Federal Transit Administration Threatens Metro Shutdown after Thursday's Fire

Unless D.C. Metro abides by the Federal Transit Administration safety directives issued Saturday and takes "urgent action," they threatened to shut down all or parts of the system, the nation's second busiest subway after New York's.
May 9, 2016, 10am PDT | Irvin Dawid
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The FTA took the unprecedented step after "citing Metro’s botched response to Thursday’s fire at the Federal Center SW station, reports Robert McCartney of The Washington Post, despite Metro General Manager Paul Wiedefeld closing the station Thursday afternoon after the second incident, apparently not soon enough.

In its toughest measures since it took over direct safety oversight of Metro in October, the FTA ordered daily inspections for “hot spots” and water leaks along tracks, as well as reductions in the number of railcars in service and slower speeds for trains so less power is used....[plus more orders].

The four-page directive [PDF] lambastes Metro employees for placing a higher priority on keeping trains running than on safety, especially in what the FTA called their “slow and inadequate” response to two smoke and fire events Thursday at Federal Center SW.

On Friday, Metro had announced an overhaul plan that will, in fact, shut down parts of the system, "inconvenienc(ing) nearly everyone who uses the system," wrote McCartney with Paul Duggan and Lori Aratani on May 6.

See the Washington Post video below, describing the year-long overhaul plan called "SafeTrack," starting next month, that affects all lines except Silver Line which opened phase 1 in July 2014.

Faulty cables and connector assemblies have been implicated in several electrical malfunctions that have ignited Metro track fires. In one such incident, on Jan. 12, 2015, when smoke filled a tunnel near the L’Enfant Plaza station, the fumes enveloped a stalled train, killing one rider and sickening dozens of others.

"The National Transportation Safety Board (NTSB) said the smoke in the L’Enfant Plaza incident was caused by electrical arcing, which occurs when electricity escapes its prescribed path," notes The Post in a pictorial article updated in March illustrating Metro's electrical woes. " Arcing problems have bedeviled Metro, particularly in areas that have water leaks."

On Friday, NPR also covered the year-long repair effort with a radio interview of Metro General Manager Paul Wiedefeld by transportation reporter Martin DiCaro of member station WAMU.

"Given Metro’s efforts, [Metro Board Chairman Jack] Evans said, he thought it was unlikely that the FTA would take the unprecedented step of shutting down service to punish Metro for failing to follow the federal directives," adds McCartney. Evans is also a D.C. Council member.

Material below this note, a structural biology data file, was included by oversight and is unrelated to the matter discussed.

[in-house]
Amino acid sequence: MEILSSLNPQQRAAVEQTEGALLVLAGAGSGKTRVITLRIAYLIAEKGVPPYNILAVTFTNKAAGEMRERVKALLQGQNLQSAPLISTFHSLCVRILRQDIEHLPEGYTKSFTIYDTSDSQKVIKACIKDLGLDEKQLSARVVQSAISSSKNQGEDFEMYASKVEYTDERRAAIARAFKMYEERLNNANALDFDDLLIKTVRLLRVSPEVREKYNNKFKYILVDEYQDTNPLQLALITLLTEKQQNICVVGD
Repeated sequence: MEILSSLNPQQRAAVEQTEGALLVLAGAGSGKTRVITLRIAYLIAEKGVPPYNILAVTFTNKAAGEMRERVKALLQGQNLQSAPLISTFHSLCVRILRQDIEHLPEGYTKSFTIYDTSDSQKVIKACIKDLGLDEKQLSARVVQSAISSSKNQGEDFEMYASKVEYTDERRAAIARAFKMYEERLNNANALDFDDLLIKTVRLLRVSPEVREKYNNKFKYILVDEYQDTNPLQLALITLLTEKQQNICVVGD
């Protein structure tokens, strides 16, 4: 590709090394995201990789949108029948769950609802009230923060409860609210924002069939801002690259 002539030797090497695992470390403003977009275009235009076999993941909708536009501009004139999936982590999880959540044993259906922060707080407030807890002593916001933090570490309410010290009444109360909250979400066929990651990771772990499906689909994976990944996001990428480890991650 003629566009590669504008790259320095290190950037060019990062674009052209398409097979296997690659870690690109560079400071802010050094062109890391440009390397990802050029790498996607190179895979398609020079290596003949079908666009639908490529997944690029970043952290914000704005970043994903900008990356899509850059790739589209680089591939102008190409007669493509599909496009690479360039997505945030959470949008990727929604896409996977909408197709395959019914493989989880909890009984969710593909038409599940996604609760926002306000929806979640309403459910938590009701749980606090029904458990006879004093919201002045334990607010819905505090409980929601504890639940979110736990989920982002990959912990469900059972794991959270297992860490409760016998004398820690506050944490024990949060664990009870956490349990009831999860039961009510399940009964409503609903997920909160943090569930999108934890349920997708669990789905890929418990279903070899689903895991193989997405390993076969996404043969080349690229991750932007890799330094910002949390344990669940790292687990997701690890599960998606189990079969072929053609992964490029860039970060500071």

Finally, Metro's woes did not escape one reporter who got to ask the last question at President Obama's press conference on the economy on Friday. Noting that the president "will soon be a more ordinary district resident," he asked the president what he thought of the March 16 shutdown of Metro due to safety-related problems and "what can your administration do if Republicans are standing in the way of an infrastructure bill specifically for Metro funding?"

McCartney and David Nakamura provide the answer as well as the video in The Post's Dr. Gridlock column.

“It is just one more example of the under-investments that have been made,” Obama, who plans to remain in Washington for at least two years after he leaves the White House, said in response to a reporter’s question about the subway. “Look, the D.C. Metro historically has been a great strength of this region, but over time we under-invested in maintenance and repair.”

He did not offer any specific tactic he would take in response to potential Republican obstruction, nor did he "offer any new proposals to help provide funding for Metro," note McCartney and Nakamura.

As a recent post comparing Metro's woes to those of its two siblings in the Bay Area and Atlanta indicates, both BART and MARTA go to the voters in their districts to raise tax revenue, something Metro has never done, making it "unique among big U.S. transit systems." The funding shortfall is covered by contributions from the District of Columbia, Maryland, and in Virginia: Arlington, Alexandria, Fairfax, Fairfax County, and Falls Church, according to the Washington Metropolitan Area Transit Authority.

Hat tip to Kenyon F. Karl via Sierra Club Transportation Forum.

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Published on Saturday, May 7, 2016 in The Washington Post
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